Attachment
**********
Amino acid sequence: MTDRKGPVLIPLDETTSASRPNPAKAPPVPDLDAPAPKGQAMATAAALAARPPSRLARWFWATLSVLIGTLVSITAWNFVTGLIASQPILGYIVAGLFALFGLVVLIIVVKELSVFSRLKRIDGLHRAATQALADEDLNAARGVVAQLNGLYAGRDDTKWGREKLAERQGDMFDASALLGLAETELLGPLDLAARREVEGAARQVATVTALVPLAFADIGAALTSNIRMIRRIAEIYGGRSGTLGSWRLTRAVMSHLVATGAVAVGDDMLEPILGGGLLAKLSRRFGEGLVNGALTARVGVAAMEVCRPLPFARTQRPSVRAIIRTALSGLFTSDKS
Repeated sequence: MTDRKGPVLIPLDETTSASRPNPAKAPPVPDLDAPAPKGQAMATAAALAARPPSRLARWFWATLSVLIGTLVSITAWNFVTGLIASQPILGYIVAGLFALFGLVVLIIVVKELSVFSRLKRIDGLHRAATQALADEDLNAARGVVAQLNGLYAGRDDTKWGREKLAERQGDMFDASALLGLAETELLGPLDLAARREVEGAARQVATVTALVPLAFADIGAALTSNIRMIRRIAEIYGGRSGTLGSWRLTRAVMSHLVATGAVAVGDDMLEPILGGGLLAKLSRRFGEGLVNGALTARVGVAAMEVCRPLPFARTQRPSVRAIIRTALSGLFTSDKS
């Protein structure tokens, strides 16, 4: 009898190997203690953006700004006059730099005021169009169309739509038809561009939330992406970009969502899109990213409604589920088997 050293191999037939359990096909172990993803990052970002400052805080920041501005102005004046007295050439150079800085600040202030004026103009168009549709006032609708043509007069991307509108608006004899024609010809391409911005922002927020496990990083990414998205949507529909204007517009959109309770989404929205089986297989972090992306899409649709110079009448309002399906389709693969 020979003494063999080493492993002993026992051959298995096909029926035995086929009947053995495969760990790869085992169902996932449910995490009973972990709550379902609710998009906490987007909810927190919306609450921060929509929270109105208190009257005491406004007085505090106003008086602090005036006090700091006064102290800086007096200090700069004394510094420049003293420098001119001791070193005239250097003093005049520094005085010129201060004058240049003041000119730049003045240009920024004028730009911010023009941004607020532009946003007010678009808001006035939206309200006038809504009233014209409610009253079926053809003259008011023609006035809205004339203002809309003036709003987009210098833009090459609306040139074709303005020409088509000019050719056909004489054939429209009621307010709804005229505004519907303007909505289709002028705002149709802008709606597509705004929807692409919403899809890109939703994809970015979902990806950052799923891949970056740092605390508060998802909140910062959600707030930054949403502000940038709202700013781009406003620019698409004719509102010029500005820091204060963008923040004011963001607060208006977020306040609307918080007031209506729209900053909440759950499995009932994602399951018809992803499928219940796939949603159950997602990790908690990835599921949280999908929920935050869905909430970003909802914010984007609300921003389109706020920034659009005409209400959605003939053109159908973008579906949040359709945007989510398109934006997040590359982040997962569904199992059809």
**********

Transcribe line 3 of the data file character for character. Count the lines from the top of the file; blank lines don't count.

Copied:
């Protein structure tokens, strides 16, 4: 009898190997203690953006700004006059730099005021169009169309739509038809561009939330992406970009969502899109990213409604589920088997 050293191999037939359990096909172990993803990052970002400052805080920041501005102005004046007295050439150079800085600040202030004026103009168009549709006032609708043509007069991307509108608006004899024609010809391409911005922002927020496990990083990414998205949507529909204007517009959109309770989404929205089986297989972090992306899409649709110079009448309002399906389709693969 020979003494063999080493492993002993026992051959298995096909029926035995086929009947053995495969760990790869085992169902996932449910995490009973972990709550379902609710998009906490987007909810927190919306609450921060929509929270109105208190009257005491406004007085505090106003008086602090005036006090700091006064102290800086007096200090700069004394510094420049003293420098001119001791070193005239250097003093005049520094005085010129201060004058240049003041000119730049003045240009920024004028730009911010023009941004607020532009946003007010678009808001006035939206309200006038809504009233014209409610009253079926053809003259008011023609006035809205004339203002809309003036709003987009210098833009090459609306040139074709303005020409088509000019050719056909004489054939429209009621307010709804005229505004519907303007909505289709002028705002149709802008709606597509705004929807692409919403899809890109939703994809970015979902990806950052799923891949970056740092605390508060998802909140910062959600707030930054949403502000940038709202700013781009406003620019698409004719509102010029500005820091204060963008923040004011963001607060208006977020306040609307918080007031209506729209900053909440759950499995009932994602399951018809992803499928219940796939949603159950997602990790908690990835599921949280999908929920935050869905909430970003909802914010984007609300921003389109706020920034659009005409209400959605003939053109159908973008579906949040359709945007989510398109934006997040590359982040997962569904199992059809």